Oklahoma planned to execute two inmates on April 29, but the prison didn't have key medical equipment or a contingency plan in case things went wrong. The state's official investigation cites problems with the IV that was supposed to deliver the lethal drugs as “the single greatest factor” in Clayton Lockett's botched execution, reports the Tulsa World. The report recommends several remedies to Oklahoma's execution protocol, including improvements in training, communication, and a backup plan in case something goes wrong. A paramedic and doctor in the execution chamber made numerous attempts to start an IV that night, but most were ultimately unsuccessful, the report disclosed.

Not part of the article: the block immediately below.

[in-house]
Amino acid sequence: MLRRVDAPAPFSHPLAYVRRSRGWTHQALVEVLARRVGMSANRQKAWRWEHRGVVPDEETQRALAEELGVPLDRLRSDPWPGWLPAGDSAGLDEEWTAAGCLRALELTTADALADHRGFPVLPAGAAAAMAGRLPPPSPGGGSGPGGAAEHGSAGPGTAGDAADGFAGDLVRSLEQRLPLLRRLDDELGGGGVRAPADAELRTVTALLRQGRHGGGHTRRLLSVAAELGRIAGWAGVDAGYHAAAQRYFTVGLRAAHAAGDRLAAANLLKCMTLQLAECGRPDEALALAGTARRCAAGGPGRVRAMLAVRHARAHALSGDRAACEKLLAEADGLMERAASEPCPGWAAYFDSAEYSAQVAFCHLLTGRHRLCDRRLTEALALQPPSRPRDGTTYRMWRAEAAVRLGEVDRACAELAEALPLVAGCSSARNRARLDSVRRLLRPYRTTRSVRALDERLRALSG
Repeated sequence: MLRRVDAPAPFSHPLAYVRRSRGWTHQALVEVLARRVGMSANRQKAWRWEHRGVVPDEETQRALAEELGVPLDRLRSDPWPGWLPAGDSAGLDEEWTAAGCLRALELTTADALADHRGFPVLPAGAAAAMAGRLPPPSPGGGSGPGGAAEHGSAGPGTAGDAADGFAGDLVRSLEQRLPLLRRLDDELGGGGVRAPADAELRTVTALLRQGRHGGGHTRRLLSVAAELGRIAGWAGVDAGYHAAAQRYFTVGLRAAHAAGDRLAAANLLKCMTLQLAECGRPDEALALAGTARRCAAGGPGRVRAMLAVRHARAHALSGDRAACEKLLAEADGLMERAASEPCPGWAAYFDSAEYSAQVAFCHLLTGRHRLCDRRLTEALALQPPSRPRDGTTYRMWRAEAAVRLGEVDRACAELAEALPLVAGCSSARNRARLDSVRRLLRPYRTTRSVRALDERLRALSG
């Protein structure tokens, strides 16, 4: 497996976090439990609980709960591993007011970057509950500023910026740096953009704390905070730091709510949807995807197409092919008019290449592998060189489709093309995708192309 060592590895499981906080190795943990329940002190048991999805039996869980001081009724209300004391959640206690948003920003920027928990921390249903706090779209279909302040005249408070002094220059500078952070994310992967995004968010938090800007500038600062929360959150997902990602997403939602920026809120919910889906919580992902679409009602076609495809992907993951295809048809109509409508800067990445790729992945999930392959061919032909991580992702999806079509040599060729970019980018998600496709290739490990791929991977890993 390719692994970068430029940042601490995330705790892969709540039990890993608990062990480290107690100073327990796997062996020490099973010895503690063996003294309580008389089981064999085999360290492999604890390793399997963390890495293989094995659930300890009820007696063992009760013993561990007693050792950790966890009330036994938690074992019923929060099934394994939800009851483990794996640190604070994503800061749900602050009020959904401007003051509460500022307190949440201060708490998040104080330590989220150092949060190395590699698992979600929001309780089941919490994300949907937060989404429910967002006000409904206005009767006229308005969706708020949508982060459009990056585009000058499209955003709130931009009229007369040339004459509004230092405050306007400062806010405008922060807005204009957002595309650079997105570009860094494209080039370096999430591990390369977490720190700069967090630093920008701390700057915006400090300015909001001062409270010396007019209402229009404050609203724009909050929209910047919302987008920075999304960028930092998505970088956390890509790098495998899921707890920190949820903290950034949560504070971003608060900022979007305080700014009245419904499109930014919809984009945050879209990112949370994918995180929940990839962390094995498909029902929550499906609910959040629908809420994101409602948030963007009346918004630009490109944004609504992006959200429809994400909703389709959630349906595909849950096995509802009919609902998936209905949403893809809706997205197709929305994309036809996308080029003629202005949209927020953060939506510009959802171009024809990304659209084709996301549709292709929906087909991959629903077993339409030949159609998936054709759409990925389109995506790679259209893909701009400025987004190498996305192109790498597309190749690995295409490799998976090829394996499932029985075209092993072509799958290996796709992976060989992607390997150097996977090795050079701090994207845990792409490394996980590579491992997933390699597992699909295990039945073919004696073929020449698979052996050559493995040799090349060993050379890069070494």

After the execution team had pushed full syringes of midazolam, vecuronium bromide and most of the potassium chloride, and Lockett began to “move and make sounds on the execution table,” the doctor discovered an IV placed in his femoral vein was failing. The blinds were lowered, and the team attempted to start another groin-area IV in Lockett's opposite leg. However, the paramedic and doctor didn't have the length of needles that would have worked best, they said, or an ultrasound machine to help guide the procedure. Inside the execution chamber, the team discussed whether to administer life-saving measures to Lockett — but had no equipment to do so and would have had to call an ambulance to take him to the local hospital, officials said. Lockett died as Gov. Mary Fallin was preparing to stay his execution via telephone. Witnesses at Lockett's execution described him as mumbling and writhing on the gurney after he had been declared unconscious from a combination of drugs Oklahoma had never before used.